Red-tailed Black Cockatoos in SE Queensland

To: "'Birding-Aus'" <>
Subject: Red-tailed Black Cockatoos in SE Queensland
From: "Atzeni, Michael" <>
Date: Tue, 16 Jun 1998 09:47:47 +1000
Since 1991, RTBCs have been annual visitors (except 1993) to Toowoomba
(27.35S, 151.54E).  Until then, I had not seen them anywhere in SE Qld.
For the years 1975-1990, there are only 3 or 4 RTBC records held by the
Toowoomba Bird Observers.  Prior to that period I have no knowledge of
their occurrence in the region, so I am interested if anyone has.

I have been intrigued by this turn of events, and attributed their
annual appearance since 1991 to the prolonged drought forcing them
towards the coast each year.  However, their arrival in recent years
cannot be attributed to the extreme drought conditions of earlier years,
and I can only surmise that they liked what they saw, and keep coming
back for more.

It seems their key food source in suburban Toowoomba is the berry of the
White Cedar (Melia azedarach).  In fact, it is the only species I've
seen them feeding in, and if there is a tree in your neighbourhood,
there is a fair chance a flock of these magnificent birds will descend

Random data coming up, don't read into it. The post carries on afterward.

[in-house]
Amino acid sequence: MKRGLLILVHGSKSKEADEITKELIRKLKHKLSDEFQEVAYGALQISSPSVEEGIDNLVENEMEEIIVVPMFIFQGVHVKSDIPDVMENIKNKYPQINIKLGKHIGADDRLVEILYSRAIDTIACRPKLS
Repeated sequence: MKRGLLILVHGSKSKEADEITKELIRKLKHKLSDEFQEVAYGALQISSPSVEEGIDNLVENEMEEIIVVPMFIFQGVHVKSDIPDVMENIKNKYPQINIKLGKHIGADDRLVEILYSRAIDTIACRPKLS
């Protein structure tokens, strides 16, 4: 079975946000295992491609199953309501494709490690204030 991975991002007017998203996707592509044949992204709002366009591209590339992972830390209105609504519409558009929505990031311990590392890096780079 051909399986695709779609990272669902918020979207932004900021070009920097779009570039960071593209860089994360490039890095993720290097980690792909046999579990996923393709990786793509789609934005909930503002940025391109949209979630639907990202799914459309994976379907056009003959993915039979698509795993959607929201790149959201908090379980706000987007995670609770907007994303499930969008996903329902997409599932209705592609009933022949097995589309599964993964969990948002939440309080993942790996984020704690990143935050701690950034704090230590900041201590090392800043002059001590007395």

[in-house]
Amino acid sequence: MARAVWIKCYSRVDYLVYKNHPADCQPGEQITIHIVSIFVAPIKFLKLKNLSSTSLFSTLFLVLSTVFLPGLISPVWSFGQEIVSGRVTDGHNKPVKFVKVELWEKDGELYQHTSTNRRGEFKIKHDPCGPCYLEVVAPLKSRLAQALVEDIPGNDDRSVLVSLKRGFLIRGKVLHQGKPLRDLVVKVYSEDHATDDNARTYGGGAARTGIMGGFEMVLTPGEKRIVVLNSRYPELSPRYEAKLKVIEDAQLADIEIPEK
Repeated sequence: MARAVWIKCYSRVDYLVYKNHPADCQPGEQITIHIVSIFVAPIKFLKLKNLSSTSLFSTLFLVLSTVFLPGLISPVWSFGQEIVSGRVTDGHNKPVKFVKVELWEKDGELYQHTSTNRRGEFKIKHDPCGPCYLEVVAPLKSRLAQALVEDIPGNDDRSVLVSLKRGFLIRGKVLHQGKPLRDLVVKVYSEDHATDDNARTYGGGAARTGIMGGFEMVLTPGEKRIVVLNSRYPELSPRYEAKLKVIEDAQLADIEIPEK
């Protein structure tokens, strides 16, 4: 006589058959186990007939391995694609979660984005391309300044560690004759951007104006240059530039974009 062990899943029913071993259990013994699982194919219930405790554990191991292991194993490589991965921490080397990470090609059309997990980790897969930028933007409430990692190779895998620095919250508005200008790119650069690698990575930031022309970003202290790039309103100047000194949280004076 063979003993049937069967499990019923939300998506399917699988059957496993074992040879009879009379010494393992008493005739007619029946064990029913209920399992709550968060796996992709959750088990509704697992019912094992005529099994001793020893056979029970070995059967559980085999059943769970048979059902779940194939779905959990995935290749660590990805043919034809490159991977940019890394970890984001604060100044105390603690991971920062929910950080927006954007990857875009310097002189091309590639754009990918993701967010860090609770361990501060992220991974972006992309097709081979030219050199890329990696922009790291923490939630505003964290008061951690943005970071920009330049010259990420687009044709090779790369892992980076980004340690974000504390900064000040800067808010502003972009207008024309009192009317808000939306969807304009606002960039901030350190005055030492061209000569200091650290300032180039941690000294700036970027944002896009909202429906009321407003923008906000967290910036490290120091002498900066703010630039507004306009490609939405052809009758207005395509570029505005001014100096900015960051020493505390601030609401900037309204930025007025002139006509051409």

on it sooner or later, their distinctive call usually heralding their
approach long before you see them.  

Even the general public have understandably been impressed by the
presence of RTBC's around here.  The local paper featured them a couple
of years ago and didn't have to travel far for a photo - they had a
white cedar full of them in their carpark, near the centre of town.

This year, the birds arrived in early January and they seem to be more
numerous than previously.    Flocks of 3-15 birds are typical, although
they somtimes gather into a flock of  up to 40-50 birds.  In past years
they have arrived no earlier than February (1992),  but usually around
June.  The period they stay is variable, but usually 2-7 months.  I can
provide the monthly records if anyone is interested.

The continued annual appearance of RTBC in Toowoomba, even beyond the
drought, raises a few interesting questions:

How widespread is this phenomenon elsewhere in SE Queensland?
How long has it been occurring elsewhere?
Has there been corresponding absences elsewhere?
Is the white cedar a key food source elsewhere?
Where are these Toowoomba birds coming from?
Is it possible they now prefer Toowoomba's white cedars to some previous
food source in another locality, and therefore, will we be seeing them
every year from now on, even in good years?  I hope so!!

All information gratefully received.  Thanks in anticipation.

Michael Atzeni

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